Friday, March 18, 2011
This week's Simple Mom Project Simplify challenge was paper clutter. Those very words made my blood run cold. There are many forms of clutter in my house, but paper clutter is by far the worst. The problem with paper clutter is its breadth - it's not just one "thing," like clothes clutter. Clothes are clothes. But with paper clutter you have mail clutter, receipts clutter, photograph clutter, magazine clutter, kids' art work clutter (sorry kids); catalog clutter, bank statement clutter, investment prospectus clutter, bills clutter and on and on. When I first saw that this was this week's challenge, I almost didn't see how it could be done in a week. But Simple Mom had some great strategies for approaching this, and (thankfully) I was not starting at square one, as the alien who took over my formerly disorganized body a few months ago began implementing a paper management system for our house at the beginning of the year.
Because paper is so ubiquitous, it's harder to post one "after" picture that captures the paper organization. The best after shot of a workable paper management system is really the absence of piles of paper where they're not supposed to be, as Simple Mom alluded to. I chose for my Project 365 photo the "end" spot for our paper, the file cabinet, where the select few keeper papers ultimately land after a long, arduous journey and many stops along the way.
So many kinds of paper, so little time! I guess I'll begin with a before shot of some magazines that had started to pile up in the den:
Honestly, those magazines should ALL get recycled. I know I'm not going to go looking for the hard copy of the March 2010 Family Fun if I want some St. Patrick's craft ideas -- I'm going to jump on the website. But I LOVE magazines, and I like having them around, so while I have recycled stacks and stacks of magazines so far this year, I couldn't help but keep some bookshelves in our basement:
I'm not completely reformed yet, but I'm okay with it. At least I made room for some new magazines in the baskets in our den. And I promise I'll eventually get rid of these too -- pinky swear!
The key to our paper system lately has been this secretary:
It serves as a temporary holding ground for a myriad of papers. One drawer holds three 2" three ring binders that I bedazzled with scrapbook paper, one for each child:
(Jacob's is the manly-manlier green gingham). This is where I keep all of the school papers that are not too big for it -- and in the case of my preschooler, most papers are in fact too big for it. But it works quite well for the majority of my 8 year old's and 6 year old's papers, holding all kinds of school work, class schedules, Good Library Manners certificates, school program flyers, (smaller) art work, report cards, etc. etc. Confession (if not obvious from the previous sentence): I way oversave.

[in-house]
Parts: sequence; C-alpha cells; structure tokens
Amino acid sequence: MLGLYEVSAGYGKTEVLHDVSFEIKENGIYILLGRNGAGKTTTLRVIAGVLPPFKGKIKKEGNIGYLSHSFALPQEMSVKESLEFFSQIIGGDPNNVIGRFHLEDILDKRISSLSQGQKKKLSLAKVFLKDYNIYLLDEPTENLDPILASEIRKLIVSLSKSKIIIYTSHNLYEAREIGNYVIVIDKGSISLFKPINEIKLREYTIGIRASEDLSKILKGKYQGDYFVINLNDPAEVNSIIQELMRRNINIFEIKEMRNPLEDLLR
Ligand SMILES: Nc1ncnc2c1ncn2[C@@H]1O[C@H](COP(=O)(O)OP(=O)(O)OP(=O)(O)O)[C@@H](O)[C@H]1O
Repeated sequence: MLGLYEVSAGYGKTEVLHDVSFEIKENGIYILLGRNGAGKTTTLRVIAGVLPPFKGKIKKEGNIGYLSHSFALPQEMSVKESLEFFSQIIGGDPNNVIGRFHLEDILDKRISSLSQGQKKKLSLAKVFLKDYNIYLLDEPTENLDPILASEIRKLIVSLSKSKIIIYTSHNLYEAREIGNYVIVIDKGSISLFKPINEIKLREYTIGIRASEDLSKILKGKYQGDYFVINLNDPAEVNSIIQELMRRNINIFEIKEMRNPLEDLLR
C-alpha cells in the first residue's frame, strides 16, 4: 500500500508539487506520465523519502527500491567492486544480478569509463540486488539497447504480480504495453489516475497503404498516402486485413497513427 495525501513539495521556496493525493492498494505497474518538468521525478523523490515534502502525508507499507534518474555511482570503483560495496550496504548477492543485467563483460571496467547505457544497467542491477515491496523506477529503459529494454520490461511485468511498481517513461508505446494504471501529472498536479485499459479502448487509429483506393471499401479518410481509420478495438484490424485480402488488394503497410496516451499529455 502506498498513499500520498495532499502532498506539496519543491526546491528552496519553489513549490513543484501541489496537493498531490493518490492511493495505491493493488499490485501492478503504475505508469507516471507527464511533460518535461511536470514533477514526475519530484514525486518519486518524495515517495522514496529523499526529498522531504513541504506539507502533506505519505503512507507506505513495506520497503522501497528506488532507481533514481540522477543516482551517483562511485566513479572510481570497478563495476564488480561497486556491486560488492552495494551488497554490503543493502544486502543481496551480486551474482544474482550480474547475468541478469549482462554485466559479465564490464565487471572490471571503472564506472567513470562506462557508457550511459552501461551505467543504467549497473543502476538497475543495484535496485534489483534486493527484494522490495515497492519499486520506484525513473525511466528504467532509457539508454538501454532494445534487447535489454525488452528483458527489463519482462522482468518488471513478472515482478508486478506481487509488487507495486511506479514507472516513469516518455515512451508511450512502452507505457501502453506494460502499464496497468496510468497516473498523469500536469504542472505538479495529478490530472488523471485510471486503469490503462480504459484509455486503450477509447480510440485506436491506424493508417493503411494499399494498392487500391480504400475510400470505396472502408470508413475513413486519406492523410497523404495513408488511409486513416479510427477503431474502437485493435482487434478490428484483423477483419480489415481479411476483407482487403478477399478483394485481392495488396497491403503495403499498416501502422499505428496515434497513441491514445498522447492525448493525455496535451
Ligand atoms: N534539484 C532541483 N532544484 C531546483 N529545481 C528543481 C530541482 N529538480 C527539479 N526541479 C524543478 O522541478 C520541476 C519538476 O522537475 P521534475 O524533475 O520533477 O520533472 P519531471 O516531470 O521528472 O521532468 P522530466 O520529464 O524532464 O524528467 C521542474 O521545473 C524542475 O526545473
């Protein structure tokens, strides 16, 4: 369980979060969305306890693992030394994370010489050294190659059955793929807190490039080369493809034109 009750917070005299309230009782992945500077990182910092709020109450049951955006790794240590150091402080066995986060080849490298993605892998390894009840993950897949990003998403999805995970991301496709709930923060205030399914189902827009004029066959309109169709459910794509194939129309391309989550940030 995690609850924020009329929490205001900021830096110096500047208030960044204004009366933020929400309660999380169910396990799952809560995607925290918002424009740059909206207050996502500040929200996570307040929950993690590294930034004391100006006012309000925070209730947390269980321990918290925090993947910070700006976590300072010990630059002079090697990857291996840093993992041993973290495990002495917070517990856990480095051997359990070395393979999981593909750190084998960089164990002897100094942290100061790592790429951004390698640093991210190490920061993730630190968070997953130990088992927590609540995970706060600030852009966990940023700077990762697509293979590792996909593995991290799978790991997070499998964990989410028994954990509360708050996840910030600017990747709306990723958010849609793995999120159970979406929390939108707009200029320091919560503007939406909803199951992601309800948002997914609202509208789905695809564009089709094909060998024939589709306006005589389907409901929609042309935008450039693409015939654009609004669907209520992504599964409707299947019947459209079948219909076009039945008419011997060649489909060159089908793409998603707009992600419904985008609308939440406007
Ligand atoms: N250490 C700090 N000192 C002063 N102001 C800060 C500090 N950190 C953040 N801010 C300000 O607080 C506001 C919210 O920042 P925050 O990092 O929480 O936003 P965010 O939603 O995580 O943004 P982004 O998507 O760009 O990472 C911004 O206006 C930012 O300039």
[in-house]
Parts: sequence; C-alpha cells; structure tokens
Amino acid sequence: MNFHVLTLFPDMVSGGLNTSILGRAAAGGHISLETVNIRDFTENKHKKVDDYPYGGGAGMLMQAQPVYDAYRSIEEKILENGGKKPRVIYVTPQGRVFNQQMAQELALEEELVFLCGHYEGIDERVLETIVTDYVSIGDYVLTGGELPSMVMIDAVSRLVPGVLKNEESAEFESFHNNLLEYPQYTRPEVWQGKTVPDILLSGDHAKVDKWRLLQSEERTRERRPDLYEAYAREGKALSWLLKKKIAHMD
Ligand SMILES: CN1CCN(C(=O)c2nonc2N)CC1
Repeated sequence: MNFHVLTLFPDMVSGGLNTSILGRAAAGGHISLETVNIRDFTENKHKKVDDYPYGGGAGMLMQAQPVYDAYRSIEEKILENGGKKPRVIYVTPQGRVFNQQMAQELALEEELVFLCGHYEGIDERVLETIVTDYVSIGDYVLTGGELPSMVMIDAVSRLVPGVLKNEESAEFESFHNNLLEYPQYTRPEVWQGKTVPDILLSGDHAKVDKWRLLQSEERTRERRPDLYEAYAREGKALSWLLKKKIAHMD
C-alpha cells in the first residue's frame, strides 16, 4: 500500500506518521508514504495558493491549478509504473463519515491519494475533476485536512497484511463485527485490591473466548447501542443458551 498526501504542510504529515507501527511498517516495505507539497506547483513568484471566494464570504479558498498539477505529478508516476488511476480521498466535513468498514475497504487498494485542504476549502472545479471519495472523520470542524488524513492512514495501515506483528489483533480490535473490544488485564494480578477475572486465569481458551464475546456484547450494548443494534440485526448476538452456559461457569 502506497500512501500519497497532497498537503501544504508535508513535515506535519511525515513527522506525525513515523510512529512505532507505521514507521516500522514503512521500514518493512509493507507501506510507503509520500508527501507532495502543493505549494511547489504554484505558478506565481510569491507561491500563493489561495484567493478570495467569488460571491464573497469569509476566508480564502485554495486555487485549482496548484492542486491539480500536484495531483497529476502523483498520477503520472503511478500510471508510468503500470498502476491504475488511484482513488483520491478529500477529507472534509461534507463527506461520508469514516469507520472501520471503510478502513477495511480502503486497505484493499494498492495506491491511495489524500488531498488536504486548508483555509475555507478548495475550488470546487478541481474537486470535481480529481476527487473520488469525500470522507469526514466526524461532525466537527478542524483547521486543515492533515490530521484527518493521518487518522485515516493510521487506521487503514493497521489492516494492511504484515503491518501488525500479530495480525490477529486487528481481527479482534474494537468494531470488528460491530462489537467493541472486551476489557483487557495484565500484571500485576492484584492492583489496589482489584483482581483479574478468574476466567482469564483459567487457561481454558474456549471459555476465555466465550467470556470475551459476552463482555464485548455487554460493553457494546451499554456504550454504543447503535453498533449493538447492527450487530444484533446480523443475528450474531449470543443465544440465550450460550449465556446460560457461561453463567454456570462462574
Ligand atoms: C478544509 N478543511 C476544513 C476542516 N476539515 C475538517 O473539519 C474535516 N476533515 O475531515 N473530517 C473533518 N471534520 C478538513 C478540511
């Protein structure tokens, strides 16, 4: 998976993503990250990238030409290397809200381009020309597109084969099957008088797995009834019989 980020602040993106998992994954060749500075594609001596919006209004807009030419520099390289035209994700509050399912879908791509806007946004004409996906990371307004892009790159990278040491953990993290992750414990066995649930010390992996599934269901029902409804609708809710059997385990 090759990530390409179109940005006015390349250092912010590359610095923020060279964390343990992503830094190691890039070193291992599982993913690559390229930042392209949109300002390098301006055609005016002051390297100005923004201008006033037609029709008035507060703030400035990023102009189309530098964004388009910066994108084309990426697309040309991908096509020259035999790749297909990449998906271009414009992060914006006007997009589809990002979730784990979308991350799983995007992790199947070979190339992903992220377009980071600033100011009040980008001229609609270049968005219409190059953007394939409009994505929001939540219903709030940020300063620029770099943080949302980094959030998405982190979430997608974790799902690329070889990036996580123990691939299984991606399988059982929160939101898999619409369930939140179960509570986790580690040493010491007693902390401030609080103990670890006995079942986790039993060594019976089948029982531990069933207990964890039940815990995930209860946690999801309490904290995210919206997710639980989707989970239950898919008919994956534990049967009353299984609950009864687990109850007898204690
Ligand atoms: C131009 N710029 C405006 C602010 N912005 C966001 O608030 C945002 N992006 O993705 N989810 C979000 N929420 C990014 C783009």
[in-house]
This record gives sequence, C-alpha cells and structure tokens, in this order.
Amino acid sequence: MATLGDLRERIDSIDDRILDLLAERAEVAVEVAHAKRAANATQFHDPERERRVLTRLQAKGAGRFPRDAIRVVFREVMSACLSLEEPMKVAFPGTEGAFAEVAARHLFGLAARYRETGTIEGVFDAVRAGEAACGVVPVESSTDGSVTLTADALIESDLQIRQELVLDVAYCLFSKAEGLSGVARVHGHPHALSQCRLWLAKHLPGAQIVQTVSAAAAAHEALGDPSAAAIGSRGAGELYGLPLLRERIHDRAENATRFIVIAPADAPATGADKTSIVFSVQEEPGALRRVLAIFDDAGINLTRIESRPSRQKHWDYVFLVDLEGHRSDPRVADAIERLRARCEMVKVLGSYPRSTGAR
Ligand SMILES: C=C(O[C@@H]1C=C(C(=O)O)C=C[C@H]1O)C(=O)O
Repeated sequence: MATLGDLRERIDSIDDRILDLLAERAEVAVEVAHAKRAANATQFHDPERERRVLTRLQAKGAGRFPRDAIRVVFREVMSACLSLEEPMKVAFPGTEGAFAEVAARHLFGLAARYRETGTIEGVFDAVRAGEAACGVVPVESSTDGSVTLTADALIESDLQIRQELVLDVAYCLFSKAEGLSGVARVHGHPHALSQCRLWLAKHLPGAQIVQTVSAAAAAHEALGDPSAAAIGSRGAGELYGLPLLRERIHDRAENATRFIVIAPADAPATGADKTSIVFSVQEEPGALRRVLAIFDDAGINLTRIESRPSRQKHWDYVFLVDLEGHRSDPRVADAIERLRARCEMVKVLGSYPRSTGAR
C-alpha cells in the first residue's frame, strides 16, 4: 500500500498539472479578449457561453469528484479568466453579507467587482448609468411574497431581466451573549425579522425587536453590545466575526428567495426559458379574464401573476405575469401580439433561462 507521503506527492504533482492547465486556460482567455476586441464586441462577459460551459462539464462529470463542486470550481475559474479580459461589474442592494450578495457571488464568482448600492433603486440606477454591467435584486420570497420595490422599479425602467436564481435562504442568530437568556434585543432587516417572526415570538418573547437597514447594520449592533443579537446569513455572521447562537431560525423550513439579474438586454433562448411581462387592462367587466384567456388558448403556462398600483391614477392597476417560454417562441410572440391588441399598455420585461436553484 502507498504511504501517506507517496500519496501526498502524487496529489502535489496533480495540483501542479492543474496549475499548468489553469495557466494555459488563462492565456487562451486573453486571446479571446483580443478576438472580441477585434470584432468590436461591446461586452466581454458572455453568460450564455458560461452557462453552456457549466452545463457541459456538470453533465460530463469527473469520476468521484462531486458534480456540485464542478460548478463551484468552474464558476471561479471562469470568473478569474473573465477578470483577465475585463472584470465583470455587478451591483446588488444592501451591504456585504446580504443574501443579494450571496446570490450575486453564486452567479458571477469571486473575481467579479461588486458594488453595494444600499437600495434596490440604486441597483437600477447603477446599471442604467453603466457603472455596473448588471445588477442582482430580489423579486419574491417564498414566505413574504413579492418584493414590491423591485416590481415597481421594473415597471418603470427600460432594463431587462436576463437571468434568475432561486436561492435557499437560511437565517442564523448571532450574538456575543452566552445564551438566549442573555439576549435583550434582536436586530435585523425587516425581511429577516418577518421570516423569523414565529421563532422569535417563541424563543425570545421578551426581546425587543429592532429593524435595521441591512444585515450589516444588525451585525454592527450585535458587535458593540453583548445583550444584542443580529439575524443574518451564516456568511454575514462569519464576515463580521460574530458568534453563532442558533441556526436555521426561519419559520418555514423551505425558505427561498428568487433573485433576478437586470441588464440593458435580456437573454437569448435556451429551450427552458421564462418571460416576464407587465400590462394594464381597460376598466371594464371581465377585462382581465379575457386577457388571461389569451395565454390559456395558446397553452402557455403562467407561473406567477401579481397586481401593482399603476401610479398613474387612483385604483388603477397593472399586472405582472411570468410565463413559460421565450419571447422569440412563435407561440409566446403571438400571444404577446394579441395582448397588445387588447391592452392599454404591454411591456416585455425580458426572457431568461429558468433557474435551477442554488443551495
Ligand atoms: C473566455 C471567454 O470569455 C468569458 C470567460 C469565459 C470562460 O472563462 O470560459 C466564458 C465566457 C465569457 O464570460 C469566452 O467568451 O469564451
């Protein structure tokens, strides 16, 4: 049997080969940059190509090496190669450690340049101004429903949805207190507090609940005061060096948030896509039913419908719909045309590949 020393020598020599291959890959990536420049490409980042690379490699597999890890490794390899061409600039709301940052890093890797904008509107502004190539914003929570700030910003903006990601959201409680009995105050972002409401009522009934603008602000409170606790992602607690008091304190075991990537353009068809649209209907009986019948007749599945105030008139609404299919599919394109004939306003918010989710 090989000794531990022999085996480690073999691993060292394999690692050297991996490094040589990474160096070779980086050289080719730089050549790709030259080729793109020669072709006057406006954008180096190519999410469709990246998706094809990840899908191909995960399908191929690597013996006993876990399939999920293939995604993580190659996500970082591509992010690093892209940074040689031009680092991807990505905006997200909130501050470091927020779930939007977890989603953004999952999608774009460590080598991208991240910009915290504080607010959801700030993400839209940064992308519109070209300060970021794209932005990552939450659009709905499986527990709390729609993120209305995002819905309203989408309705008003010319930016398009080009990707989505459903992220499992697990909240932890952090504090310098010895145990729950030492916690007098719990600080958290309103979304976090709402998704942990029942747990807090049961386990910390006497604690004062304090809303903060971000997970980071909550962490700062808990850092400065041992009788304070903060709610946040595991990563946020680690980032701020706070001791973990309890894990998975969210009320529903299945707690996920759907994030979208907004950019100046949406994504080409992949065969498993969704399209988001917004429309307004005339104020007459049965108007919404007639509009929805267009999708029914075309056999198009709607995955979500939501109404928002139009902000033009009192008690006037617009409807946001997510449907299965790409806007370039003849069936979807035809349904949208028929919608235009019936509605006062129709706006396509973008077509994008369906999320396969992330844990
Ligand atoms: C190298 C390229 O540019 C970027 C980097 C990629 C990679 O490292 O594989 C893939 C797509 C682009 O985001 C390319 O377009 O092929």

I may have to clear these out a bit to make it through the end of the school year. I'm okay with filling one 2" binder per kid per school year, even though I can already hear the "mom always was a little -- what's the word I'm looking for? -- insane." whispers in 20 or 30 years when I deliver a truckload of polka dot binders full of spelling tests to each child's attic). Again, I'm not quite where I want to be, because I know I'm holding on to too much, but I feel like I'm making progress just in figuring out a somewhat deliberate way to contain things.
Overflow kid school work/art work gets thrown into a bin in the bottom drawer of the secretary:
along with any other papers that need to make their way to the basement filing cabinet, until I get around to moving them. Which is theoretically supposed to be every Friday. Once they actually make it downstairs, they pretty much land in one of two spots: the kids' art that is too big to fit into the binders go into these Sterilite bins:
Each child has a bin, and David and I share one (not for our shaving cream art, sadly, but for drawings/notes the kids made especially for us, greeting cards, etc). Simple Mom is trying to follow the "three pieces of art per child per year guideline" -- one handprint, one handwriting sample, and one drawing. I love that idea, but there is no way I could limit it to that. I feel like I'm doing well to limit myself to 300 pieces per child per year! I can triumph over sentimentality when it comes to clothes, but not my kids' art work. That said, I understand that no piece is quite as special if you have 10,000 original masterpieces, so I really am working on paring it down. I find it gets easier with time -- I might not be able to throw away a drawing someone came home with yesterday, but after months/years go by, I gain some perspective and can let some more of it go more easily. Once these bins fill up, I know I really need to go through them and thin them out (although I am on bin #2 for Jacob and Elizabeth - doh!). Once again, baby steps. At least it's all in one place (for the most part!)
The non-kid papers that need to get filed or shredded go into this lidded basket on top of the file cabinet until I can file/shred them, which is theoretically supposed to be on the last Friday of the month.
And there you have it - a paper hoarder's paper management system!